______________________________________________________________________

    Personal Motto: Why push the envelope when you can just open it?

    If you follow the direction given HERE[/url] you'll likely increase the number and quality of responses you get to your question.

    Jason L. Selburg
  • Jason Selburg

    SSC-Insane

    Points: 24560

    andreas.brandsteidl (9/14/2015)


    Hello!

    Thx for the way how to call several script files!

    My question is: How can I or what is the best way to catch an error in one of the script files and how can I change the execution in case of error?

    Best Regards

    Andreas

    I'm not sure if TRY/CATCH will work or not, but it's worth experimenting with.

    ______________________________________________________________________

    Personal Motto: Why push the envelope when you can just open it?

    If you follow the direction given HERE[/url] you'll likely increase the number and quality of responses you get to your question.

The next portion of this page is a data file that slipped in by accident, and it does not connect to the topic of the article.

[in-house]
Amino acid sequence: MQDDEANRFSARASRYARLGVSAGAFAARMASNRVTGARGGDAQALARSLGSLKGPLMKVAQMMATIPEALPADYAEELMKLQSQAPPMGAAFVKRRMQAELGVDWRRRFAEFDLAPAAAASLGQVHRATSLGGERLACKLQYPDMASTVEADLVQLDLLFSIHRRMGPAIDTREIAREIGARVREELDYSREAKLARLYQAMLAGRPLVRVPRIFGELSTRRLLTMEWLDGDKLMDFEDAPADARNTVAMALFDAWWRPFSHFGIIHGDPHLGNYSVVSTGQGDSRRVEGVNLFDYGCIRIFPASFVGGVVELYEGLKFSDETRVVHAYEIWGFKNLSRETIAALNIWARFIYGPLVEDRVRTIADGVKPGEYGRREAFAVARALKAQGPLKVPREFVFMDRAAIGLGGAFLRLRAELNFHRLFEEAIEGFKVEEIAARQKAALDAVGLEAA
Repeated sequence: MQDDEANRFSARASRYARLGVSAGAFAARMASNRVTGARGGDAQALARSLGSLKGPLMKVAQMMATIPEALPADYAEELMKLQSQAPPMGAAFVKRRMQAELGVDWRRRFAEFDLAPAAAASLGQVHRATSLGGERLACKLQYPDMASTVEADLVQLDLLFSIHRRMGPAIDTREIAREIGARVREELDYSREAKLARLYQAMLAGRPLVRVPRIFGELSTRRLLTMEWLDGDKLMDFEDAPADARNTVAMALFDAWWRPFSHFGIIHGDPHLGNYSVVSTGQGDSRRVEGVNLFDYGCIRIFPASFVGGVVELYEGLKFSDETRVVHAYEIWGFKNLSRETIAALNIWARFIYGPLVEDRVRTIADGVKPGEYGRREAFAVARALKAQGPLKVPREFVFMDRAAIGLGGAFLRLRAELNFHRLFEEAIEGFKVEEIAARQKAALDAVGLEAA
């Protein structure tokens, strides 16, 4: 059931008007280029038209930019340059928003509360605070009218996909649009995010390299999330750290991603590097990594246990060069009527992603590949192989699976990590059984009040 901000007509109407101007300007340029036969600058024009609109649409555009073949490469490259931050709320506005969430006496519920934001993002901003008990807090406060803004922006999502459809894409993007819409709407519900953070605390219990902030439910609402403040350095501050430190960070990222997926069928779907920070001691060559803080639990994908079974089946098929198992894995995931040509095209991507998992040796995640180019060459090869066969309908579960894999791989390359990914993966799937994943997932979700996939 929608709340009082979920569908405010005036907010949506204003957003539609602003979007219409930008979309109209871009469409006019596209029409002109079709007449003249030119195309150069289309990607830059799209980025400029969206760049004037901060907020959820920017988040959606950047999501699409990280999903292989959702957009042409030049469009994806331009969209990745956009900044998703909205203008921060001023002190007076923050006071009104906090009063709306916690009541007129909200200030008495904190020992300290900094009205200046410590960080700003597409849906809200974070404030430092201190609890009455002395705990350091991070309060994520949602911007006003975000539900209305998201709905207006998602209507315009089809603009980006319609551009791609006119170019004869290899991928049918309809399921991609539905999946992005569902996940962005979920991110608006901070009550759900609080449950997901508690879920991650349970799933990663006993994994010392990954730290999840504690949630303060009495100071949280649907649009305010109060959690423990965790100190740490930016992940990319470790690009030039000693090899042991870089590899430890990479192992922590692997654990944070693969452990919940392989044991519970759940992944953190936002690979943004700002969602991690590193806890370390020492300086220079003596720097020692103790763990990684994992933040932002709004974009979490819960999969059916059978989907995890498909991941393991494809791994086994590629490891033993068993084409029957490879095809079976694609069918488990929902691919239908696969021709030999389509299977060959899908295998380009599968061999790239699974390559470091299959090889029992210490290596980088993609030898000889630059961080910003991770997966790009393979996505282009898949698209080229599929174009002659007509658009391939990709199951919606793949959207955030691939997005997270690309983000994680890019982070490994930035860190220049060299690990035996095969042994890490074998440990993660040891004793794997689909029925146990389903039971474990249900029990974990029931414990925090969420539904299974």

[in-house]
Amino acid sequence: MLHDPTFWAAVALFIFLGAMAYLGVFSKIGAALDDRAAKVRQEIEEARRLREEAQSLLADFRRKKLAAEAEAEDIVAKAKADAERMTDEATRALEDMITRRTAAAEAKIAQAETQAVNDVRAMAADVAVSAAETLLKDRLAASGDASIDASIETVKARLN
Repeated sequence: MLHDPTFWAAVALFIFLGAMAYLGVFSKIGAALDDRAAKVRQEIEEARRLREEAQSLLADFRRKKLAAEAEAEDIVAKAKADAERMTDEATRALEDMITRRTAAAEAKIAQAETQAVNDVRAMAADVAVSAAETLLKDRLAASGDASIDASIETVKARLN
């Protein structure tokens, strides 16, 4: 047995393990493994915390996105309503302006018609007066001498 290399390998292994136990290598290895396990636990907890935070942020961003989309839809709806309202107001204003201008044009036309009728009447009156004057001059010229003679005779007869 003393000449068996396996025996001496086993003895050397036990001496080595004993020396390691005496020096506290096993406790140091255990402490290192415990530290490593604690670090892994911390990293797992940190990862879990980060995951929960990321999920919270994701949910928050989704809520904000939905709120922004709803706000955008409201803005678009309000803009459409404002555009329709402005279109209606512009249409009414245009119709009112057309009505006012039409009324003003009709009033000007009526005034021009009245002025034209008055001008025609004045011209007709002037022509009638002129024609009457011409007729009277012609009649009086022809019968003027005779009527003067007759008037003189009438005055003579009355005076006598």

Jason L. Selburg
  • Gjh71

    Grasshopper

    Points: 15

    wmyers01+SSC - Monday, September 14, 2015 7:59 AM

    You know you can skip all of that and just run this following from the command line:for %f in (*.sql) do echo osql -S servername -E -i %f

    Using Sql 2k5 or higher,  instead of osql, use sqlcmd. Don't be scared, it uses same arguments but offers more. But basically I totally agree with you. One should always choose the tool right for the job.

    Also, what I really like is that I know can easily save detailed query results per executed sql-file. And adding the '-b' option, quit when there's an error.

    My 'runallsql.cmd' looks like this:
    @echo off
    set SERVER=MYSERVER
    for %%f in (*.sql) do (
        echo %%f
        sqlcmd -S %SERVER% -E -b -Q %%f -o %%~nf.log
        if errorlevel 1 goto error
    )

    goto ok

    :error
    echo ERROR EXECUTING!
    pause

    :ok

    n.b. I've tried to cover above functionality in powershell (without using sqlcmd), but saving the output prooved to be tricky.